Tchaikovsky Symphony No 2, Movement 1, The Little Russian, (1/2) - Sydney Youth Philharmonic - SYO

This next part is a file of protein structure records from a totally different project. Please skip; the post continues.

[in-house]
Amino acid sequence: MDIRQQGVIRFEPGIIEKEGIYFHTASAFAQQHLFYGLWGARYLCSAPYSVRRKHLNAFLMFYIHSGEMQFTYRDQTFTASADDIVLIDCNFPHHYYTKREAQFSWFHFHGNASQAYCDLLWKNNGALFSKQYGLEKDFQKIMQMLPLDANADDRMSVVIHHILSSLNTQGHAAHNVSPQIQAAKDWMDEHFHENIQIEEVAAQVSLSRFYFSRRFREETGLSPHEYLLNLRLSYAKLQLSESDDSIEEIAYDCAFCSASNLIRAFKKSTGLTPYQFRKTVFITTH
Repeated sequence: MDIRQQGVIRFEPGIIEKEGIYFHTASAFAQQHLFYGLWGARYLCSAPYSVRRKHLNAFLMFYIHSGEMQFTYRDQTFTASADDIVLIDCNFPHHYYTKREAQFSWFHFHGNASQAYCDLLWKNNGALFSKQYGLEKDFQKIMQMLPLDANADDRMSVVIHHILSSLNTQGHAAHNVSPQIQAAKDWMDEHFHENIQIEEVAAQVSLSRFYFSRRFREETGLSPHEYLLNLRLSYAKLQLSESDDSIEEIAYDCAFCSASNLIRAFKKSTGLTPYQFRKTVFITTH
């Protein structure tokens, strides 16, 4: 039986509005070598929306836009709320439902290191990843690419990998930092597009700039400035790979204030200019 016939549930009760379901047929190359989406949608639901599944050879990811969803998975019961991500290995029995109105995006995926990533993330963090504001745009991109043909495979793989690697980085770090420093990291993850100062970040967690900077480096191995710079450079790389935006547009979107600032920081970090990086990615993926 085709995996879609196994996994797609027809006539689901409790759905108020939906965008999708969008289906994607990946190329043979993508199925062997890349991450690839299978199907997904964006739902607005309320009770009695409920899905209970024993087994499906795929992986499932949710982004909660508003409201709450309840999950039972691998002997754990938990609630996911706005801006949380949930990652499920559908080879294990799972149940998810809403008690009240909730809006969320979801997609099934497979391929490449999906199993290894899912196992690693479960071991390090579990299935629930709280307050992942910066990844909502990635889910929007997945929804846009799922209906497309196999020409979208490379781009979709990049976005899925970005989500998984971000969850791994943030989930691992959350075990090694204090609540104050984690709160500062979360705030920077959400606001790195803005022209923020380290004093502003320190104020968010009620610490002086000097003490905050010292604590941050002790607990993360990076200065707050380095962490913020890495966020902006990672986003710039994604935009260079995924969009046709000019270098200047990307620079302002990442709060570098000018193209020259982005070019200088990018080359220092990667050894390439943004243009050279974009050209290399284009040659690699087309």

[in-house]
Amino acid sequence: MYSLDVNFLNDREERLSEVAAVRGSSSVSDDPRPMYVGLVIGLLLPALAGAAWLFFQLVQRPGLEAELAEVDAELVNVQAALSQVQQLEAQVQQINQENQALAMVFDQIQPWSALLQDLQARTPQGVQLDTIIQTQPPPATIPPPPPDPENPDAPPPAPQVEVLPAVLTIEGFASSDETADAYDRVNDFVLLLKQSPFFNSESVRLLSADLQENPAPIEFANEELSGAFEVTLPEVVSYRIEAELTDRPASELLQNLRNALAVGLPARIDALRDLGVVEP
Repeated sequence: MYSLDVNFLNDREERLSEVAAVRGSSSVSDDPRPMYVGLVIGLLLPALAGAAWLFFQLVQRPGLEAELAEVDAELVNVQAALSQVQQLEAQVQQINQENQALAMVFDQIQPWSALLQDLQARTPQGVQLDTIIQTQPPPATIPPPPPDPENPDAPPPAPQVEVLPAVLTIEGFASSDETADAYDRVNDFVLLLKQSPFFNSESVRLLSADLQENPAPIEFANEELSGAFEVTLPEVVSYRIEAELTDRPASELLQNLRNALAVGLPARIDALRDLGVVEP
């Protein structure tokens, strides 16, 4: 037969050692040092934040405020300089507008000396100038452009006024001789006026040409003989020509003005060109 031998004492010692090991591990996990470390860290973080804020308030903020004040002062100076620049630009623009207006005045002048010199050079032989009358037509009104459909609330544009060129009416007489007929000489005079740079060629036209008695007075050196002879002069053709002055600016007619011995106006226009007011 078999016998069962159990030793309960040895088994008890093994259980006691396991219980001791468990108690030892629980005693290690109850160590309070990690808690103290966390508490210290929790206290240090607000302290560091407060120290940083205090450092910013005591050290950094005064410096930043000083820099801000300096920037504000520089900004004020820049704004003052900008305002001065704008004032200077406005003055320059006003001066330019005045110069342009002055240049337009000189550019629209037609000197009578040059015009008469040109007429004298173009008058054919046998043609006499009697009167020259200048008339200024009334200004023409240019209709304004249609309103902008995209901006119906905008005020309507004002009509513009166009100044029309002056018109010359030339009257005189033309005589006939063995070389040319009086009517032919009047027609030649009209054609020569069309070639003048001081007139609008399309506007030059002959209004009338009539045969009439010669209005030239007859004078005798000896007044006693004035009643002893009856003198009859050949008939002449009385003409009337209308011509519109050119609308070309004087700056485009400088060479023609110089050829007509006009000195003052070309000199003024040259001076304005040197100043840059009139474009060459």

Part 1 - Tchaikovsky Symphony No 2 "The Little Russian" Movement 1, Andante Sostenuto performed by The Sydney Youth Philharmonic. Conducted by Brian Buggy OAM. This full symphony orchestra is for musicians aged 14 - 20 years old. Best viewed larger by clicking the "480p" button. Click here for Part 2: http://www.youtube.com/watch?v=ejrE9rclcaM Recorded live on 20 March 2010 at the Sydney Youth Orchestras SYO Autumn Concert at Sydney Conservatorium of Music, Australia. The Orchestra's website is http://www.syo.com.au Tchaikovsky Pyotr Ilyich Tchaikovsky (Russian: Пётр Ильич Чайковский, tr. Pëtr Il'ich Chaikovskiy ) often Peter Ilich Tchaikovsky in English; May 7, 1840[O.S. April 25] -- November 6, 1893 [O.S. October 25]) is a Russian composer of the Romantic era. His wide ranging output includes symphonies, operas, ballets, instrumental and chamber music and songs. He wrote some of the most popular concert and theatrical music in the classical repertoire, including the ballets Swan Lake, The Sleeping Beauty and The Nutcracker, the 1812 Overture, his First Piano Concerto, his last three numbered symphonies, and the opera Eugene Onegin. Symphony No. 2 Tchaikovsky composed his Symphony No. 2 in C minor, Op. 17 in 1872. One of Tchaikovsky's very joyous compositions, it was successful upon its premiere; it also won the favor of the group of nationalistic Russian composers known as "The Five", (Mily Balakirev - the leader, César Cui, Modest Mussorgsky, Nikolai Rimsky-Korsakov, and Alexander Borodin). Because Tchaikovsky used three Ukrainian folk songs to great effect in this work, it was nicknamed the "Little Russian" (Russian: Малороссийская, Malorossiyskaya) by Nikolay Kashkin, a friend of the composer as well as a well-known musical critic of Moscow. Ukraine was at that time frequently called "Little Russia". Despite its initial success, Tchaikovsky was not satisfied with the symphony. He revised the work extensively in 1879-80, substantially rewriting the opening movement and shortening the finale. This revision is the version of the symphony usually performed today, though there have also been advocates for the original version. Among those advocates was the composer's friend and former student, Sergei Taneyev, who was himself a noted composer and pedagogue. Movement 1 Andante sostenuto - Allegro vivo (C minor). A solo horn playing a Ukrainian variant of "Down by Mother Volga" sets the atmosphere for this movement. Tchaikovsky reintroduces this song in the development section, and the horn sings it once more at the movement's conclusion. The rather vigorous second subject utilises a melody which would also be used subsequently by Nikolai Rimsky-Korsakov in his Russian Easter Festival Overture. The end of the exposition, in the relative major of E flat, leads straight into the development, in which material from both themes is heard. A long pedal note leads back to the second subject. Unusually, Tchaikovsky does not repeat the first subject theme in its entirety in this section, as is conventional, but instead uses it solely for the coda. Initial Success Tchaikovsky played the finale at a gathering at Rimsky-Korsakov's house in St. Petersburg on January 7, 1873. To Modest, he wrote, "The whole company almost tore me to pieces with rapture—and Madame Rimskaya-Korsakova begged me in tears to let her arrange it for piano duet". Neither Balakirev nor Mussorgsky was present. Borodin was there and may have approved of the work himself. Also present was music critic Vladimir Stasov. Impressed by what he heard, Stasov asked Tchaikovsky what he would consider writing next. Stasov would soon influence the composer in writing the symphonic poem The Tempest and later, with Balakirev, the Manfred Symphony. The premiere of the complete symphony took place in Moscow under Nikolai Rubinstein on February 7, 1873. Tchaikovsky wrote Stasov the next day that it "enjoyed a great success, so great that Rubinstein wants to perform it again ... as by public demand." That publicly demanded performance, on April 9, was even more successful. A third Moscow performance, again by public demand, took place on May 27. Critical reaction was just as enthusiastic. Stasov wrote of the finale "in terms of color, facture and humor ... one of the most important creations of the entire Russian school. " Hermann Laroche, who had travelled from St. Petersburg especially for the concert, wrote in the Moscow Register on February 1, "Not in a long time have I come across a work with such a powerful thematic development of ideas and with contrasts that are so well motivated and artistically thought out." Adapted from Wikipedia. . . . .

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